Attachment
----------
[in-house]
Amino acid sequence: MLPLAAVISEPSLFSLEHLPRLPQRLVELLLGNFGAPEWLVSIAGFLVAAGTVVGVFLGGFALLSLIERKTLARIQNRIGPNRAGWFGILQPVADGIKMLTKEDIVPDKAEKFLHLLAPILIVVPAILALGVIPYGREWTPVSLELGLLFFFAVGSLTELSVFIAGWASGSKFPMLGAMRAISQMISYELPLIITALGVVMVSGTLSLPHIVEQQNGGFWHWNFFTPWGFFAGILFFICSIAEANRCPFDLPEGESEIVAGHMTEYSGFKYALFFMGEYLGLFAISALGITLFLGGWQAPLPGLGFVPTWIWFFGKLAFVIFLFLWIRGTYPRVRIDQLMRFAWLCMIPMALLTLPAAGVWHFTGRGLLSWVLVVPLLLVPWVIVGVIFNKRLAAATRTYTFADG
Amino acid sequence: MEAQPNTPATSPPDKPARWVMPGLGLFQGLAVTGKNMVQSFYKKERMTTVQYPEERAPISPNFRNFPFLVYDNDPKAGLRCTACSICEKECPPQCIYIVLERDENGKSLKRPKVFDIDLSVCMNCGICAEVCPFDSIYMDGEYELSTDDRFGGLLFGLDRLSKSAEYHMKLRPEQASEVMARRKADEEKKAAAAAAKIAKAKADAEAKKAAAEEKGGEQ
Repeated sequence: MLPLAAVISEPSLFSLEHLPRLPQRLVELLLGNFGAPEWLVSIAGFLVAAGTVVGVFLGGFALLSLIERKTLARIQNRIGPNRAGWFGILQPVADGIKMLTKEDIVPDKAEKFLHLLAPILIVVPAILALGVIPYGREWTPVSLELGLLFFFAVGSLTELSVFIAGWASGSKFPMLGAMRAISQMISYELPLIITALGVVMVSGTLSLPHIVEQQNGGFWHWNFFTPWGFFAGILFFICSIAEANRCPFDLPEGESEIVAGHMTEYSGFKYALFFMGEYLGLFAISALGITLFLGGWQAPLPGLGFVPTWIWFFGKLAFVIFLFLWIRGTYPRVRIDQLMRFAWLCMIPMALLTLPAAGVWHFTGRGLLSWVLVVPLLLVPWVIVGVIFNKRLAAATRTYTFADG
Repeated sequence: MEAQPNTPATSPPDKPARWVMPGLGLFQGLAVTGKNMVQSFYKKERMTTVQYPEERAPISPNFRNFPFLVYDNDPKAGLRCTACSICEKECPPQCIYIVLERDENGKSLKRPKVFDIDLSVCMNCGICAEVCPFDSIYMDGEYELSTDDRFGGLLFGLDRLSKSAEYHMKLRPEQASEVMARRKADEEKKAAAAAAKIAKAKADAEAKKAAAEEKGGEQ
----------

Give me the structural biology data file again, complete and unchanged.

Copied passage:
[in-house]
Amino acid sequence: MLPLAAVISEPSLFSLEHLPRLPQRLVELLLGNFGAPEWLVSIAGFLVAAGTVVGVFLGGFALLSLIERKTLARIQNRIGPNRAGWFGILQPVADGIKMLTKEDIVPDKAEKFLHLLAPILIVVPAILALGVIPYGREWTPVSLELGLLFFFAVGSLTELSVFIAGWASGSKFPMLGAMRAISQMISYELPLIITALGVVMVSGTLSLPHIVEQQNGGFWHWNFFTPWGFFAGILFFICSIAEANRCPFDLPEGESEIVAGHMTEYSGFKYALFFMGEYLGLFAISALGITLFLGGWQAPLPGLGFVPTWIWFFGKLAFVIFLFLWIRGTYPRVRIDQLMRFAWLCMIPMALLTLPAAGVWHFTGRGLLSWVLVVPLLLVPWVIVGVIFNKRLAAATRTYTFADG
Amino acid sequence: MEAQPNTPATSPPDKPARWVMPGLGLFQGLAVTGKNMVQSFYKKERMTTVQYPEERAPISPNFRNFPFLVYDNDPKAGLRCTACSICEKECPPQCIYIVLERDENGKSLKRPKVFDIDLSVCMNCGICAEVCPFDSIYMDGEYELSTDDRFGGLLFGLDRLSKSAEYHMKLRPEQASEVMARRKADEEKKAAAAAAKIAKAKADAEAKKAAAEEKGGEQ
Repeated sequence: MLPLAAVISEPSLFSLEHLPRLPQRLVELLLGNFGAPEWLVSIAGFLVAAGTVVGVFLGGFALLSLIERKTLARIQNRIGPNRAGWFGILQPVADGIKMLTKEDIVPDKAEKFLHLLAPILIVVPAILALGVIPYGREWTPVSLELGLLFFFAVGSLTELSVFIAGWASGSKFPMLGAMRAISQMISYELPLIITALGVVMVSGTLSLPHIVEQQNGGFWHWNFFTPWGFFAGILFFICSIAEANRCPFDLPEGESEIVAGHMTEYSGFKYALFFMGEYLGLFAISALGITLFLGGWQAPLPGLGFVPTWIWFFGKLAFVIFLFLWIRGTYPRVRIDQLMRFAWLCMIPMALLTLPAAGVWHFTGRGLLSWVLVVPLLLVPWVIVGVIFNKRLAAATRTYTFADG
Repeated sequence: MEAQPNTPATSPPDKPARWVMPGLGLFQGLAVTGKNMVQSFYKKERMTTVQYPEERAPISPNFRNFPFLVYDNDPKAGLRCTACSICEKECPPQCIYIVLERDENGKSLKRPKVFDIDLSVCMNCGICAEVCPFDSIYMDGEYELSTDDRFGGLLFGLDRLSKSAEYHMKLRPEQASEVMARRKADEEKKAAAAAAKIAKAKADAEAKKAAAEEKGGEQ